Can the whole brain be simpler than its "parts"?

11/09/2002 ∙ by Victor Eliashberg, et al. ∙ 0

This is the first in a series of connected papers discussing the problem of a dynamically reconfigurable universal learning neurocomputer that could serve as a computational model for the whole human brain. The whole series is entitled "The Brain Zero Project. My Brain as a Dynamically Reconfigurable Universal Learning Neurocomputer." (For more information visit the website This introductory paper is concerned with general methodology. Its main goal is to explain why it is critically important for both neural modeling and cognitive modeling to pay much attention to the basic requirements of the whole brain as a complex computing system. The author argues that it can be easier to develop an adequate computational model for the whole "unprogrammed" (untrained) human brain than to find adequate formal representations of some nontrivial parts of brain's performance. (In the same way as, for example, it is easier to describe the behavior of a complex analytical function than the behavior of its real and/or imaginary part.) The "curse of dimensionality" that plagues purely phenomenological ("brainless") cognitive theories is a natural penalty for an attempt to represent insufficiently large parts of brain's performance in a state space of insufficiently high dimensionality. A "partial" modeler encounters "Catch 22." An attempt to simplify a cognitive problem by artificially reducing its dimensionality makes the problem more difficult.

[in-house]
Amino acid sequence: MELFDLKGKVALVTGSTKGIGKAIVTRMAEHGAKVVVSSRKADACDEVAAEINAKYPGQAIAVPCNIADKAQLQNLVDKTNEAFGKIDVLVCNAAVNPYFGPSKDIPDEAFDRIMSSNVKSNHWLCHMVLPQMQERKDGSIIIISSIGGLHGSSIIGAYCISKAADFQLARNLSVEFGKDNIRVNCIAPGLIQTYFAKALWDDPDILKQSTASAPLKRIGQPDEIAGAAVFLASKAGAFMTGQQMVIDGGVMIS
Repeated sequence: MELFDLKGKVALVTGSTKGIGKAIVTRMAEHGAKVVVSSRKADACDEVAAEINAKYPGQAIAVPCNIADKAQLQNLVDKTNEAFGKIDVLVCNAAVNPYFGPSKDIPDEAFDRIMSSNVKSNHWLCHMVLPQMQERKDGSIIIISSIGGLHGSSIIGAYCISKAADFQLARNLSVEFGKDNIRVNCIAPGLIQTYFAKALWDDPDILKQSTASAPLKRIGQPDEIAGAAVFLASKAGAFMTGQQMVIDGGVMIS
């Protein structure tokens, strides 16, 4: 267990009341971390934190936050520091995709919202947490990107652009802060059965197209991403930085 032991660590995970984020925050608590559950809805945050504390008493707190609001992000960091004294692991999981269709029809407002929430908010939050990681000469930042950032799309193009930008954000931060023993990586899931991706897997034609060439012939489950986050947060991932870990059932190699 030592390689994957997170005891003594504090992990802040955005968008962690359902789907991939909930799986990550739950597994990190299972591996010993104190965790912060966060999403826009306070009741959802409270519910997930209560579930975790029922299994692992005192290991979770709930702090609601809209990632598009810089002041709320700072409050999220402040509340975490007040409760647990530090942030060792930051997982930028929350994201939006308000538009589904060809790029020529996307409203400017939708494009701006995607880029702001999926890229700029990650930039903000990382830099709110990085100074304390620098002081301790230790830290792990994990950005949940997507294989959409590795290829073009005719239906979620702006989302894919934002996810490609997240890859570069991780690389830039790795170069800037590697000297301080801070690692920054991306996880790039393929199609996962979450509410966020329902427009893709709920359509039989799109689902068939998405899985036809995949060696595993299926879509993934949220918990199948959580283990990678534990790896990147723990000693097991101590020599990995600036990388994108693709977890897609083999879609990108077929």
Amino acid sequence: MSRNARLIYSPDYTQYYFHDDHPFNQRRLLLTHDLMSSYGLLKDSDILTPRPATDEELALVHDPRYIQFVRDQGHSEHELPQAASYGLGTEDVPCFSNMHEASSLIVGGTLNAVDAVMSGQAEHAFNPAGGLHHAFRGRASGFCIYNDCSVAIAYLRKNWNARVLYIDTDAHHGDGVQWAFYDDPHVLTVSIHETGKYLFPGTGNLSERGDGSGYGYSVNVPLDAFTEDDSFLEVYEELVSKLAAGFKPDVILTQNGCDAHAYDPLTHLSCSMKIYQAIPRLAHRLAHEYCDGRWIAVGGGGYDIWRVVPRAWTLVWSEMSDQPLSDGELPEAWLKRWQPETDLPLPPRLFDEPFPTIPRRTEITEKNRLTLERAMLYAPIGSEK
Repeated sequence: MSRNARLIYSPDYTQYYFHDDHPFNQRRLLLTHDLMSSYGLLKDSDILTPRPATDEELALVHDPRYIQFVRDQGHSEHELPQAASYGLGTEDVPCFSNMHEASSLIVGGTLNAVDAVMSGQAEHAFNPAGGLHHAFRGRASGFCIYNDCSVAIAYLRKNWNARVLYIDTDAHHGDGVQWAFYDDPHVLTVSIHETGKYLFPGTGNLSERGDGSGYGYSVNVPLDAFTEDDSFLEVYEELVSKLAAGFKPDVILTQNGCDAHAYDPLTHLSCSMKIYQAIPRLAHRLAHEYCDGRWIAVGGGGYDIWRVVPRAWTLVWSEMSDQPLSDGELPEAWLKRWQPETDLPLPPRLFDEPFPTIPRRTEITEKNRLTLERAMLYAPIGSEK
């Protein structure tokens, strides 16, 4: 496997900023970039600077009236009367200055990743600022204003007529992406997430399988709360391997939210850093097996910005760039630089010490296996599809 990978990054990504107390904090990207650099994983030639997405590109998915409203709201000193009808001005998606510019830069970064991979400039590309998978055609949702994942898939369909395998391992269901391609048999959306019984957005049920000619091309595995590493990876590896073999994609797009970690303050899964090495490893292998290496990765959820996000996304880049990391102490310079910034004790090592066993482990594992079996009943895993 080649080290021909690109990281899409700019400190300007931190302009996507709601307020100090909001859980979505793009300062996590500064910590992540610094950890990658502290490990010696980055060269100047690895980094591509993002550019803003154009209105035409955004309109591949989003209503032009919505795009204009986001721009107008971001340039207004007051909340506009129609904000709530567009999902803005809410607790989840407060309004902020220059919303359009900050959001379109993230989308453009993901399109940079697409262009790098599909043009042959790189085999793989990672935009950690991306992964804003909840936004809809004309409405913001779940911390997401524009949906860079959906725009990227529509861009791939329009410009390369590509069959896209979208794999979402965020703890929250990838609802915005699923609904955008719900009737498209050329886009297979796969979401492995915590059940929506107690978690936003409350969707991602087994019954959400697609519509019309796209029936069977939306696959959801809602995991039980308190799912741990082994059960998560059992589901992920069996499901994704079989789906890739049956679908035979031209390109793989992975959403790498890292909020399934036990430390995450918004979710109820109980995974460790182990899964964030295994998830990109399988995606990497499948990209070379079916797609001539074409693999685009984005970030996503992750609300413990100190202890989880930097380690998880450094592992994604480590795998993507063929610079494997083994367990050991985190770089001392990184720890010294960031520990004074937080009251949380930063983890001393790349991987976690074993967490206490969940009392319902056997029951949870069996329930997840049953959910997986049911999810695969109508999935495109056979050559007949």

There are no comments yet.


This week in AI

Get the week's most popular data science and artificial intelligence research sent straight to your inbox every Saturday.